While season-subscription sales have been brisk since Tuesday morning, putting Gershenfeld’s mind at ease, he expressed frustration about a growing number of ticket brokers and re-sellers that are gobbling up tickets and then re-selling them with high mark-ups—that is, if the tickets are real at all. Some of these re-sellers use deceptive names and URLs to make it appear that the tickets are being sold directly by the McCallum—so make sure you’re only getting tickets from mccallumtheatre.com.

Gershenfeld said he’s honored that so many people keep coming back to the McCallum year after year.

“Our subscriptions and series are one reason that people have been keeping the same seats for 30 years,” he said.

For more information, or to purchase season subscriptions, visit mccallumtheatre.com.

A few weeks back, a fantastic discussion ignited in one of the alternative-newsmedia e-mail groups to which I belong. The topic was readership campaigns—advertising campaigns by newspapers to promote themselves to their own readers.

Some of the slogans being used in these campaigns are brilliant—especially the ones created by our friends at The Austin Chronicle in Texas.

You need us. We need you. Support free press. Read us, follow us, advertise with us.

No news is bad news. We need each other.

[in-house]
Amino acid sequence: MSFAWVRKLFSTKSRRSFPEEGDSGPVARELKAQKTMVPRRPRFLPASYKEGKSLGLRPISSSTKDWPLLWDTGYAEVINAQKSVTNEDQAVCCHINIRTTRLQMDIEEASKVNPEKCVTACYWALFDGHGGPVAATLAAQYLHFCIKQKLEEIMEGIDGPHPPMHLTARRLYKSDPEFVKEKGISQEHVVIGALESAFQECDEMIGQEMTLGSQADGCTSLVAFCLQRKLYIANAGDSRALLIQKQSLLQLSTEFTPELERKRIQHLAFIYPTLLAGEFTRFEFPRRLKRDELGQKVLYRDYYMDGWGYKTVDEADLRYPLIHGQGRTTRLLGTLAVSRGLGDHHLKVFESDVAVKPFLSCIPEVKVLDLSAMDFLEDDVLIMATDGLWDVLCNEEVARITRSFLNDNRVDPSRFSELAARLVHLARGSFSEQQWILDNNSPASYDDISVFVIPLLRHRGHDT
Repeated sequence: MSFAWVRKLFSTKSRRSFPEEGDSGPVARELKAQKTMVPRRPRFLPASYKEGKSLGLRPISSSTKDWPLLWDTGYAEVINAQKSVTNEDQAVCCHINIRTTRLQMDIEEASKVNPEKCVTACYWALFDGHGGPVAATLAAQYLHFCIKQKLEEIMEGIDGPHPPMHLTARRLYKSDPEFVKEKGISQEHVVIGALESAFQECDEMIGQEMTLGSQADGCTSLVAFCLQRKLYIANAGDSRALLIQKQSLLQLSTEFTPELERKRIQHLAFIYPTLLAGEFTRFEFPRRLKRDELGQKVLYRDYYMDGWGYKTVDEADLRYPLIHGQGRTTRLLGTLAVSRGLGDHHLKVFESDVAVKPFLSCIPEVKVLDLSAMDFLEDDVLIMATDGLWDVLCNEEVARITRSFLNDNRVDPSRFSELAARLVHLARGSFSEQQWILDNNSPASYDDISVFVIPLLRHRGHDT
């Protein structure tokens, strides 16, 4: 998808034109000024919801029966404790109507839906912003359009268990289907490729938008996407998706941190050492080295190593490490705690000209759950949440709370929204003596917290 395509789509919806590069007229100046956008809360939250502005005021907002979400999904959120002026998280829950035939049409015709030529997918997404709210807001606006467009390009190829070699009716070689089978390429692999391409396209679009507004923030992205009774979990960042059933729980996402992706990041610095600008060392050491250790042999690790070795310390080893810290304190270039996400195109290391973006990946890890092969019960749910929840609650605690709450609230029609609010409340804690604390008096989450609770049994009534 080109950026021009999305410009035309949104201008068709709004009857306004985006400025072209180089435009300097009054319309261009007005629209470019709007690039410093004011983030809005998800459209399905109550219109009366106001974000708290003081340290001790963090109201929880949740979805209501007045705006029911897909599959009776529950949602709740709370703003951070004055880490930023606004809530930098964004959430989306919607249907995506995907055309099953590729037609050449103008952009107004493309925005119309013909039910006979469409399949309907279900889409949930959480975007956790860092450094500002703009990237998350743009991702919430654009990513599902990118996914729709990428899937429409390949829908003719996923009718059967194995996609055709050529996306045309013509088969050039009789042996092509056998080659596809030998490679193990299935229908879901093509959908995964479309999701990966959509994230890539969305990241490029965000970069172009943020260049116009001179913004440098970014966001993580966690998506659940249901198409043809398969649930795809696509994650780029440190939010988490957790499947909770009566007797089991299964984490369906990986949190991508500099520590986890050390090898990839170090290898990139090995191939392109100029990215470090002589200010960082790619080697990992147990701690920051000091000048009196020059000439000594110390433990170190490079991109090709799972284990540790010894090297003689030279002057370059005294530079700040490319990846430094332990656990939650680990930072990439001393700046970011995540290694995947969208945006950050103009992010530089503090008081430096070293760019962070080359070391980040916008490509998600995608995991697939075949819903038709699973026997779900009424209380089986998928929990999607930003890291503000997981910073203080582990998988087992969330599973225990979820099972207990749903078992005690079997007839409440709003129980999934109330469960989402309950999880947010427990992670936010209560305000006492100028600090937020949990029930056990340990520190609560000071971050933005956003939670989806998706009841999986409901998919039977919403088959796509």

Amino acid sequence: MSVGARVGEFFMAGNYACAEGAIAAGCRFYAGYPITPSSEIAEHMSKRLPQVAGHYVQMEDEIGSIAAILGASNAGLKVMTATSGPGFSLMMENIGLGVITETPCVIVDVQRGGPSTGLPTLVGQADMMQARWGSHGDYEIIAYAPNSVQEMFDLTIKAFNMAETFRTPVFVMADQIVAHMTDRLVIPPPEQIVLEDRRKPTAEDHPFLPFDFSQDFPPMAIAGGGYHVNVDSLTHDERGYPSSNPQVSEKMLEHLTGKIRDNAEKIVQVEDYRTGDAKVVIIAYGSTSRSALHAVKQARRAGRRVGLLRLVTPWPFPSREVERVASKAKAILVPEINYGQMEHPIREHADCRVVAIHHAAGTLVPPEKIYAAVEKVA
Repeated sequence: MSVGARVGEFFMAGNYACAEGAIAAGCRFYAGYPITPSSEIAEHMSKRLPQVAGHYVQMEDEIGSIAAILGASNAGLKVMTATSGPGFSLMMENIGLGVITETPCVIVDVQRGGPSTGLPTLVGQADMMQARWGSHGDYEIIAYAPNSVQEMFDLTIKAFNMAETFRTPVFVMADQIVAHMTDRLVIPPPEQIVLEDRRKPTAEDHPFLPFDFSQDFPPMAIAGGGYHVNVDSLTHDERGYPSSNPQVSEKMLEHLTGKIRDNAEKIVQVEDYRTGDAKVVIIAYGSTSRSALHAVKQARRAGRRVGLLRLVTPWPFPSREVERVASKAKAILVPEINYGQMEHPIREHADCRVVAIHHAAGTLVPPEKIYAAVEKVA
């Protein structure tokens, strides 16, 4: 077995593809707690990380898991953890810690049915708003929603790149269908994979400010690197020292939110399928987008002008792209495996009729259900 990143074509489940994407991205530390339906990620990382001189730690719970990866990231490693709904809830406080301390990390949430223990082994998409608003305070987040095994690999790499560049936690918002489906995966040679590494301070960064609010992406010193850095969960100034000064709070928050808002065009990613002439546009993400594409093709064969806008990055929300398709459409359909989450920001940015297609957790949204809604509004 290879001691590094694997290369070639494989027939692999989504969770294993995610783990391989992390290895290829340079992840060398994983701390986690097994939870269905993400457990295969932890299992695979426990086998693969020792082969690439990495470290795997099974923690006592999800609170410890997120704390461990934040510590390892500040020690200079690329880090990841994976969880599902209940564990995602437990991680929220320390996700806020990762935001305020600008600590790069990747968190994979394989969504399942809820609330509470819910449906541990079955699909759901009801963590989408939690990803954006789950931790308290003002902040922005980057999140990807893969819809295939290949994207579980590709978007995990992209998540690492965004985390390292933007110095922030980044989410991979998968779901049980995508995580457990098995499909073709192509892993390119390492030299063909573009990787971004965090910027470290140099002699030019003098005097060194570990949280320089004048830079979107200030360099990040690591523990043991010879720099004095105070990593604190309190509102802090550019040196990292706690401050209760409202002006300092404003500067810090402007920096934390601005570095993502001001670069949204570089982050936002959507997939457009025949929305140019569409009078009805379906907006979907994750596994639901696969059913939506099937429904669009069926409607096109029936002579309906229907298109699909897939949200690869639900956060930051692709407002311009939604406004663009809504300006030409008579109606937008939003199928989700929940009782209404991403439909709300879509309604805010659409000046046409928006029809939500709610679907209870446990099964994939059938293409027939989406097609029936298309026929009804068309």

Truth is truth. Whether you like them or not, facts aren’t fake. We report the news at no cost to you, and no matter the cost to us.

We here at the Independent will be, uh, “borrowing” some of these ideas (with The Austin Chronicle’s blessing, of course).

These truly are unprecedented times in which we’re living. The attacks on the press by the Trump administration are simply shocking. Beyond the insults and slights, Trump and other members of his administration are picking and choosing which reporters get basic access—of course, less-critical media sources get dibs—that is, if any reporters get access.

(The same thing happens on the local level. We recently reached out to Palm Springs Mayor Rob Moon to talk about the downtown redevelopment project and its current entanglements; we got a response from the city PR person saying Moon and other city officials were not giving any interviews regarding the criminal proceedings involving the downtown redevelopment project. Three weeks later, Moon and others sat down with KMIR for a special regarding these very topics. Apparently, Moon and the city PR folks feared what types of questions we’d ask. Read more here.)